Austrians argue that capital goods industries will find that their investments have been in error; that what they thought profitable really fails for lack of demand by their entrepreneurial customers. Higher orders of production will have turned out to be wasteful, and the malinvestment must be liquidated. In other words, the particular types of investments made during the monetary boom were inappropriate and "wrong" from the perspective of the long-term financial sustainability of the market because the price signals stimulating the investment were distorted by fractional reserve banking's recursive lending "ballooning" the pricing structure in various capital markets. This concept is dependent on notion of the "heterogeneity of capital", where Austrians emphasize that the mere macroeconomic "total" of investment does not adequately capture whether this investment is genuinely sustainable or productive, due to the inability of the raw numbers to reveal the particular investment activities being undertaken and the inherent inability of the numbers to reveal whether these particular investment activities were appropriate and economically sustainable given people's real preferences.
Austrians argue that a boom taking place under these circumstances is actually a period of wasteful malinvestment, a "false boom" where the particular kinds of investments undertaken during the period of fiat money expansion are revealed to lead nowhere but to insolvency and unsustainability. It is the time when errors are made, when speculative borrowing has driven up prices for assets and capital to unsustainable levels, due to low interest rates "artificially" increasing the money supply and triggering an unsustainable injection of fiat money "funds" available for investment into the system, thereby tampering with the complex pricing mechanism of the free market. "Real" savings would have required higher interest rates to encourage depositors to save their money in term deposits to invest in longer term projects under a stable money supply. According to Mises's work, the artificial stimulus caused by bank-created credit causes a generalized speculative investment bubble, not justified by the long-term structure of the market.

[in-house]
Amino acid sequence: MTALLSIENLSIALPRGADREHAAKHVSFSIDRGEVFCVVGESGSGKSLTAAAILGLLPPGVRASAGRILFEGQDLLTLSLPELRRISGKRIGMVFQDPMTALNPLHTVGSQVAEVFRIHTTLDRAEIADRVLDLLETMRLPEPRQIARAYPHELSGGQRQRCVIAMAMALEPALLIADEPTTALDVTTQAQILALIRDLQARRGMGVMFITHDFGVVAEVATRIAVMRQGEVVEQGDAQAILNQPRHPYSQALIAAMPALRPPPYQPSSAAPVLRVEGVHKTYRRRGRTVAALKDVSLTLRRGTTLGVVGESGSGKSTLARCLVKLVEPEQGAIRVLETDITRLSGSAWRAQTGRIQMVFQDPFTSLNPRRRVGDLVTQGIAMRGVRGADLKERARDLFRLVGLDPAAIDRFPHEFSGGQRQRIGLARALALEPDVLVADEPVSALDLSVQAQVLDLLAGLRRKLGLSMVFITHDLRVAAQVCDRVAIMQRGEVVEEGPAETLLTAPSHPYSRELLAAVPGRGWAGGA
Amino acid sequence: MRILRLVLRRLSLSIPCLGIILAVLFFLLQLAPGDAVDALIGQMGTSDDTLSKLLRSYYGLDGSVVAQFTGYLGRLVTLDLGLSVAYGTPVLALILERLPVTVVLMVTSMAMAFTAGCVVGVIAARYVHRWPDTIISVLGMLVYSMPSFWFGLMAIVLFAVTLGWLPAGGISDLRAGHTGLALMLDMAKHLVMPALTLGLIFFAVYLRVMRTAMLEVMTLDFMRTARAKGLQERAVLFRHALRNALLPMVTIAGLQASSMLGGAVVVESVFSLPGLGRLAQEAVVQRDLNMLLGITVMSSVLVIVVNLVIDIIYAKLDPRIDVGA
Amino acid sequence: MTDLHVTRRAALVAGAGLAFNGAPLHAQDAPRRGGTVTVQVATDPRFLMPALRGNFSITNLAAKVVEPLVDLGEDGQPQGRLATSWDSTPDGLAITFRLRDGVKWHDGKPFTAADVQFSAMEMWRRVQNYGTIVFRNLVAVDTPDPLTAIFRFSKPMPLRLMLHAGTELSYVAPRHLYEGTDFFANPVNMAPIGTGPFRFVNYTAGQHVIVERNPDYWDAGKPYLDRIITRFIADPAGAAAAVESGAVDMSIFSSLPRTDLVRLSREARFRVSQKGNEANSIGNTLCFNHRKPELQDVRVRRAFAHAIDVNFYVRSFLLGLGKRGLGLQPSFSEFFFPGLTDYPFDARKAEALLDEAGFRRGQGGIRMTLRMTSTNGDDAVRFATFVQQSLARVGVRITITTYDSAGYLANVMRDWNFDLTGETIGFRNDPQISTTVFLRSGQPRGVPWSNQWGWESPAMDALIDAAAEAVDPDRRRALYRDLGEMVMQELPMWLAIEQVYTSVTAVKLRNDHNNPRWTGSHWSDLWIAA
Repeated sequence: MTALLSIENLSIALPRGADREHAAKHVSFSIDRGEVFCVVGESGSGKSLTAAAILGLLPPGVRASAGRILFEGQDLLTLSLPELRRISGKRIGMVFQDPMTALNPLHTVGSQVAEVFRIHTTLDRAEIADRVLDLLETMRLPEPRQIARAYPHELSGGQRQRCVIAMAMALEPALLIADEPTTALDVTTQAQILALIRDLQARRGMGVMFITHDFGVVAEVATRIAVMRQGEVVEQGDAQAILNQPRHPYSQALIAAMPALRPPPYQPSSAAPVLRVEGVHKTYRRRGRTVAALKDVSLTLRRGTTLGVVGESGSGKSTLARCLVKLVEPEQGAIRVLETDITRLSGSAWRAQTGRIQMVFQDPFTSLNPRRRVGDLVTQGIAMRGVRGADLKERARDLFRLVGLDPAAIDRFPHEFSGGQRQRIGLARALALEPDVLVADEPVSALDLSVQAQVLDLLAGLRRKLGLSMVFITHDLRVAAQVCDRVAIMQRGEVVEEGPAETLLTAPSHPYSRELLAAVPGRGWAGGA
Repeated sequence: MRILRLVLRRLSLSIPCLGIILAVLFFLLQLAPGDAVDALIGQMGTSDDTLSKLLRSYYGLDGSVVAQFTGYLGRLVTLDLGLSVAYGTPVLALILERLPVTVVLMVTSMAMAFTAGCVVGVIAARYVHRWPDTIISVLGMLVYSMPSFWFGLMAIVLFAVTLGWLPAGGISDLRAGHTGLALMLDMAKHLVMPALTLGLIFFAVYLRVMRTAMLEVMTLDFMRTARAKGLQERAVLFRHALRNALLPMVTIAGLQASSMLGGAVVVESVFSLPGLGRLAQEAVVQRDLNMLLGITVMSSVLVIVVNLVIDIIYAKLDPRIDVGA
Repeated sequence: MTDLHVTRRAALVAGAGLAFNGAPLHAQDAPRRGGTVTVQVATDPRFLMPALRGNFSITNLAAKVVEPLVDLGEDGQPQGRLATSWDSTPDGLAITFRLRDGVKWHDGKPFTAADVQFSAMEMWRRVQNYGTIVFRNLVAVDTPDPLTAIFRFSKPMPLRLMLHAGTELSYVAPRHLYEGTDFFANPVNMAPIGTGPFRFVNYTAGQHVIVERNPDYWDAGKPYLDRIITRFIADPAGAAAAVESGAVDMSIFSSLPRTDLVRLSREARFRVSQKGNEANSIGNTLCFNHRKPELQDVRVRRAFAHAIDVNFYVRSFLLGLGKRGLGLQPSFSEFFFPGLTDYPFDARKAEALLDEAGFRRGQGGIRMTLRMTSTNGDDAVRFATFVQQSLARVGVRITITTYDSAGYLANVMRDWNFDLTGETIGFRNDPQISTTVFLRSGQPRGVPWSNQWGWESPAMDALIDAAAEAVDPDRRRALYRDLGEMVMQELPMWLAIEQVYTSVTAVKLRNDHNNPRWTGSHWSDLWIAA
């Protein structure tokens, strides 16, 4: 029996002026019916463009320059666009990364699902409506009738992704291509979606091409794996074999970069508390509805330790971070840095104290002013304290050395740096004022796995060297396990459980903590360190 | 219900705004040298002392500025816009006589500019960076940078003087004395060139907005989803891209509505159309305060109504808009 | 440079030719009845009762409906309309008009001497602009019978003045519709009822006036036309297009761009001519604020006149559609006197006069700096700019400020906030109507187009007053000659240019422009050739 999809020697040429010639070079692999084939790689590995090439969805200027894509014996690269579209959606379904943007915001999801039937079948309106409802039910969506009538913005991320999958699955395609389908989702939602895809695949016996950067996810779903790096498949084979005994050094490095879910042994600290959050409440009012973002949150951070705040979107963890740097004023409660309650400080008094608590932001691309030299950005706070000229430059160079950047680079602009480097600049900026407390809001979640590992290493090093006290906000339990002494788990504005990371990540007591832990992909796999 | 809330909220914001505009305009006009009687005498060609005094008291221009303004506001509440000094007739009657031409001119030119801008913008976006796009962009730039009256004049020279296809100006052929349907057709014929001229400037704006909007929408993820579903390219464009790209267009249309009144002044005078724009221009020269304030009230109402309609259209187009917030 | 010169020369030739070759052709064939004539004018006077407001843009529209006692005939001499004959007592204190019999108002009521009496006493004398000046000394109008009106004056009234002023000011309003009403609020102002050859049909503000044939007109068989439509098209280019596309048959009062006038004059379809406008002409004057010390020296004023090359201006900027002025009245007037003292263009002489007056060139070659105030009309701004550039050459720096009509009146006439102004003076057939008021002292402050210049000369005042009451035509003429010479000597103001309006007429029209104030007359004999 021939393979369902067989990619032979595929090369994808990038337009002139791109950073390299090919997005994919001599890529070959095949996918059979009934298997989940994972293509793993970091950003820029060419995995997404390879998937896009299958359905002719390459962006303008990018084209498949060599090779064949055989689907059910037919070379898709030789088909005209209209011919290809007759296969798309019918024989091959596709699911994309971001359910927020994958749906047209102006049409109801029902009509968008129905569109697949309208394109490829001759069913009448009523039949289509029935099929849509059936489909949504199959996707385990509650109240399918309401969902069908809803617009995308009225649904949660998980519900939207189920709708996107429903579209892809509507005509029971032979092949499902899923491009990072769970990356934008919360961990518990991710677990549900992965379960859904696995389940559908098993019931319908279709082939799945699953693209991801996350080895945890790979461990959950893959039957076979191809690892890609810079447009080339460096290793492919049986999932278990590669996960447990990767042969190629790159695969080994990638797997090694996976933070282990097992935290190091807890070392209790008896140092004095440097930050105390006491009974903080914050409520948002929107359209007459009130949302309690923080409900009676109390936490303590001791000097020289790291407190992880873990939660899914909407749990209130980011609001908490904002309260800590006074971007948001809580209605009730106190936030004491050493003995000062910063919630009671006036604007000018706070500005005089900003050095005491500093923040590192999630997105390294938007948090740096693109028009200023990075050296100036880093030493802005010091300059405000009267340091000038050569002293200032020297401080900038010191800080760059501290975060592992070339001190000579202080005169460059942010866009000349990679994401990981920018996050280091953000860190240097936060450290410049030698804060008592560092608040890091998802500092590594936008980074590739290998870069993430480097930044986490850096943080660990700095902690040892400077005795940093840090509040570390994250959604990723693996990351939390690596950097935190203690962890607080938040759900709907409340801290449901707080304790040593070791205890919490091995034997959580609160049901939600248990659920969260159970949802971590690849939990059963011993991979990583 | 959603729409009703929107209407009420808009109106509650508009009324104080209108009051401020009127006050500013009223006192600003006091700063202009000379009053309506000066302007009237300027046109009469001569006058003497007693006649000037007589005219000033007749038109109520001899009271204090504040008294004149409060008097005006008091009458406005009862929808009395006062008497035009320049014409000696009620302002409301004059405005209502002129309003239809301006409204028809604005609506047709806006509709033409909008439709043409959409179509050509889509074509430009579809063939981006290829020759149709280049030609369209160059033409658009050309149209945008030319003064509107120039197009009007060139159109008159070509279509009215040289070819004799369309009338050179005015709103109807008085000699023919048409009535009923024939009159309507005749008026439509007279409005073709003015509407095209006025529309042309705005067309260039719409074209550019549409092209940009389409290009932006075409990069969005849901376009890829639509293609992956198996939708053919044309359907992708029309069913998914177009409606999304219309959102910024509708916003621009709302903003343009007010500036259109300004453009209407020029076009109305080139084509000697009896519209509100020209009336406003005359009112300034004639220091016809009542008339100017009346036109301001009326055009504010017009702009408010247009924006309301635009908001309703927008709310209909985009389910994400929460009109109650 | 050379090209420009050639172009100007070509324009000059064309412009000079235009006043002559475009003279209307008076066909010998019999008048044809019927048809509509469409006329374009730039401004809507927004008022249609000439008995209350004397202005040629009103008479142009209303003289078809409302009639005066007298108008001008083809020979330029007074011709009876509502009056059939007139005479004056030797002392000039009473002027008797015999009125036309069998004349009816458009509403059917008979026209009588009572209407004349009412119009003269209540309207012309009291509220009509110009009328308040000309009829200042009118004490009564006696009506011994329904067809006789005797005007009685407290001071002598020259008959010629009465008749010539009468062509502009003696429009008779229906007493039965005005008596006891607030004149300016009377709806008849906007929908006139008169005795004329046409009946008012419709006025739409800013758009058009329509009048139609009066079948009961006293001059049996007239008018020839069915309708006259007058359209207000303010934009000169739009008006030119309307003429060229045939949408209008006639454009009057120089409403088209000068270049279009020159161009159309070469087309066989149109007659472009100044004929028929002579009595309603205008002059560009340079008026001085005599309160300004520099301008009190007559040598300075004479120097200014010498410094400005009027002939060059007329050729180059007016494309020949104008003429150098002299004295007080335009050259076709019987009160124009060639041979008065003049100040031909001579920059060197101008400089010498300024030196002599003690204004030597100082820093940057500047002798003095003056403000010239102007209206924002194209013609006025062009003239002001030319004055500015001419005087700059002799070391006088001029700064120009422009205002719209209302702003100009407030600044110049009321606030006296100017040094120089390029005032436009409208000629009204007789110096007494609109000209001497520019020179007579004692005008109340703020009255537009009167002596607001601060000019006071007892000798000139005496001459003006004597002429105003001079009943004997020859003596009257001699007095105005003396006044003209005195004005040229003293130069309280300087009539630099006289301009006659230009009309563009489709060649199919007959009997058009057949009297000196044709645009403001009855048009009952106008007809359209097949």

Mises further argues that a "crisis" (or "credit crunch") arrives when the consumers come to reestablish their desired allocation of saving and consumption at prevailing interest rates. Mises conjectured that the "recession" or "depression" is actually the process by which the economy adjusts to the wastes and errors of the monetary boom, and reestablishes efficient service of sustainable consumer desires.
Austrians argue that continually expanding bank credit can keep the borrowers one step ahead of consumer retribution (with the help of successively lower interest rates from the central bank). In the theory, this postpones the "day of reckoning" and defers the collapse of unsustainably inflated asset prices. It can also be temporarily put off by exogenous events such as the "cheap" or free acquisition of marketable resources by market participants and the banks funding the borrowing (such as the acquisition of land from local governments, or in extreme cases, the acquisition of foreign land through the waging of war).
Austrians argue that the monetary boom ends when bank credit expansion finally stops - when no further investments can be found which provide adequate returns for speculative borrowers at prevailing interest rates. They further argue that the longer the "false" monetary boom goes on, the bigger and more speculative the borrowing, the more wasteful the errors committed and the longer and more severe will be the necessary bankruptcies, foreclosures, and depression readjustment.